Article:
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How heat pumps can save over half of Australia's annual electricity generation or 127 TWh


Heat pumps have the potential to save Australia at least 127 TWh of energy; this is a staggering amount as Australia only generated a total of 227 TWh of electrical power in 2018.   This 127 TWh figures is divided into 100 TWh of savings from space heating and 27 TWh of savings from hot water heating.

Before we go any further let's get something out of the way. Though heat pumps use much less energy to do their job than traditional gas and electric heaters, they are actually producers of renewable energy, and here is why. Heat pumps work, as the name suggests, buy pumping heat from outside your home either into your home (via reverse cycle AC) or into your hot water tank.  This is not really any different to a solar system that takes solar energy and 'pumps' it into your electrical system, the only difference being heat pumps require some electrical energy to operate whereas solar panels do not.  So if solar panels are considered renewable energy, then heat pumps really can be considered producers of renewable energy also, as the thermal energy (heat) they gather from outside your home is ultimately provided by the sun.  

But let's get back to the headline number of 127 TWh of savings. To save 127 TWh of energy via heat pumps involves replacing all the existing gas and electric hot water and space heating solutions in Australia; with the most efficient heat pump options on the market (admittedly a big task). The reason heat pumps can produce such enormous savings is that heating water or air (as in home heating) using a gas furnace or electric element is, making generous assumptions, only 70% efficient. Whereas heating water with heat pumps can be 500% efficient (using the Sanden EcoPlus) and home heating using heat pumps can be 600% efficient if you use Daikin US7s units to do the heating.  Therefore heating water via heat pump cuts energy use by 86% and heating your home via heat pump cuts energy use by around 90%.   


Incidentally, the space heating replacement in this example (replacing gas furnaces with reverse cycle AC units) is only considered for the states with cold winters i.e. SA, Vic, TAS and ACT, where the winter heating load vastly outweighs cooling loads in summer.  Home heating in Victoria, for example, uses 80 times the energy compared with energy used for home cooling.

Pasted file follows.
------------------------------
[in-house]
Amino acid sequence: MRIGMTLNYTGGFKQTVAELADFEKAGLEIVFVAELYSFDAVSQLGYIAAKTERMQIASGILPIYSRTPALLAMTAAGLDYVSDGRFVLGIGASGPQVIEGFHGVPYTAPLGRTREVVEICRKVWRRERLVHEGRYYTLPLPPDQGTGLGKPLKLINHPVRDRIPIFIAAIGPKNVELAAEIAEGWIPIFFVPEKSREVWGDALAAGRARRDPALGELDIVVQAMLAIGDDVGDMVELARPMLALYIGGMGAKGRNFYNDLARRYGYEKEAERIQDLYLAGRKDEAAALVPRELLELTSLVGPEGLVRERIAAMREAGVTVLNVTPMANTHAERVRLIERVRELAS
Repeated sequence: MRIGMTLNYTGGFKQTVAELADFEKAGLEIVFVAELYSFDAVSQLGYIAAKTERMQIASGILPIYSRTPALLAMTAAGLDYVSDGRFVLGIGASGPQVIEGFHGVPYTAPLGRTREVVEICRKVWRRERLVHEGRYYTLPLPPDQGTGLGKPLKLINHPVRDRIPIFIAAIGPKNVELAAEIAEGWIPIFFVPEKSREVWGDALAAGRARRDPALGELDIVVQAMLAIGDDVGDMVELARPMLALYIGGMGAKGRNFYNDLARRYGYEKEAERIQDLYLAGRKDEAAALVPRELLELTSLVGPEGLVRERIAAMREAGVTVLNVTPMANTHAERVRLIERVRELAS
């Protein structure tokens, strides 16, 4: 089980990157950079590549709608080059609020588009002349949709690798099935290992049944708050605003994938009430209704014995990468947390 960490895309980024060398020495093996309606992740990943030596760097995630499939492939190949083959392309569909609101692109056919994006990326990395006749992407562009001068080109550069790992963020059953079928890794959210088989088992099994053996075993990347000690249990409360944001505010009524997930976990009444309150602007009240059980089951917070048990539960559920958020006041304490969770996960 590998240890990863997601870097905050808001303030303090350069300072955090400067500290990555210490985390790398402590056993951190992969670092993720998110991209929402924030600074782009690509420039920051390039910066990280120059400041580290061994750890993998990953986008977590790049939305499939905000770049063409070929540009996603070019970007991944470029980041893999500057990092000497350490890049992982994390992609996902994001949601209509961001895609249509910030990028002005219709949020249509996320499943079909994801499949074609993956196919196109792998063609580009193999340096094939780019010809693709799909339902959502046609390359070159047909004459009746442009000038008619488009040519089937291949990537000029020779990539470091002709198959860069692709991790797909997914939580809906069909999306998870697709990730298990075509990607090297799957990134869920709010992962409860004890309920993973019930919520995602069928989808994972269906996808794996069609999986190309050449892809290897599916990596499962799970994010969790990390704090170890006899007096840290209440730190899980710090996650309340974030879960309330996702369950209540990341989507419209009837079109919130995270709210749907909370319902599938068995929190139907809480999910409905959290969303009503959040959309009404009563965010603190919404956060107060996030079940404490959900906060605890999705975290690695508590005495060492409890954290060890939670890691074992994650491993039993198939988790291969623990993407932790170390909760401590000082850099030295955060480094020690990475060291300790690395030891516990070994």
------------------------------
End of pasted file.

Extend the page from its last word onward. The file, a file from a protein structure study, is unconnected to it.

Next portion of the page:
For transparency I'll list some of the other main assumptions that give you 127 TWh in savings:

  • Homes have an average rating of 2 stars (in Vic it is actually 1.8 stars)
  • Water heating is done via the Sanden EcoPlus (cop 5.0)
  • Space heating is done via the Daikin US7 (cop 6.0)
  • Heated area of the average home 200 m2 (the average Australian home is 240 m2)
  • Only hot water consumption for showers is considered (1 shower per day, per person for an average of 7.5 mins)
  • Space heating savings for houses in Vic, Tas, ACT and SA use capital city climate zone data.

Given the enormous amount of renewable energy accessible by using heat pumps why aren't they as well known and popular as solar power?  It might be the fact that heat pumps don't quite have the PR of wind and solar and are slightly more difficult to understand. Or it might be that air-conditioners (aka space heating/cool heat pumps) have been demonised as power hungry villains (which they sort of are in the cooling mode; but are overall power saving champions). Or perhaps it is because people are unaware of the truly staggering potential heat pumps have in moving Australia to 100% renewable energy (to be fair these numbers also took the author by surprise).

Clearly moving to heat pumps as the dominant heating option makes moving to 100% renewable energy much easier by reducing the job renewables need to do.  Heat pumps should be mentioned in the same breath as wind and solar as they are a natural partner to these other renewable energy sources.  It is time the quiet achiever of the renewable energy industry got the recognition it deserves.  



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